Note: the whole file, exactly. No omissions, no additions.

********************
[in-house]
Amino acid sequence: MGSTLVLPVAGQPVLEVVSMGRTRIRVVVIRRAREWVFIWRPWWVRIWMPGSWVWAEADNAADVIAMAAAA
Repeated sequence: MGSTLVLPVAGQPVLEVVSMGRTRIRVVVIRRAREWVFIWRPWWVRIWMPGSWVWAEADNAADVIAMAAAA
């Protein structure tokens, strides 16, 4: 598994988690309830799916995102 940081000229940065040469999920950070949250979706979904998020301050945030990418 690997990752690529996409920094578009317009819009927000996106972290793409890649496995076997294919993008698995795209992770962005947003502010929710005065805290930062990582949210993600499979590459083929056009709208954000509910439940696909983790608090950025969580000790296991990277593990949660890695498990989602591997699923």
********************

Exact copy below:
[in-house]
Amino acid sequence: MGSTLVLPVAGQPVLEVVSMGRTRIRVVVIRRAREWVFIWRPWWVRIWMPGSWVWAEADNAADVIAMAAAA
Repeated sequence: MGSTLVLPVAGQPVLEVVSMGRTRIRVVVIRRAREWVFIWRPWWVRIWMPGSWVWAEADNAADVIAMAAAA
């Protein structure tokens, strides 16, 4: 598994988690309830799916995102 940081000229940065040469999920950070949250979706979904998020301050945030990418 690997990752690529996409920094578009317009819009927000996106972290793409890649496995076997294919993008698995795209992770962005947003502010929710005065805290930062990582949210993600499979590459083929056009709208954000509910439940696909983790608090950025969580000790296991990277593990949660890695498990989602591997699923």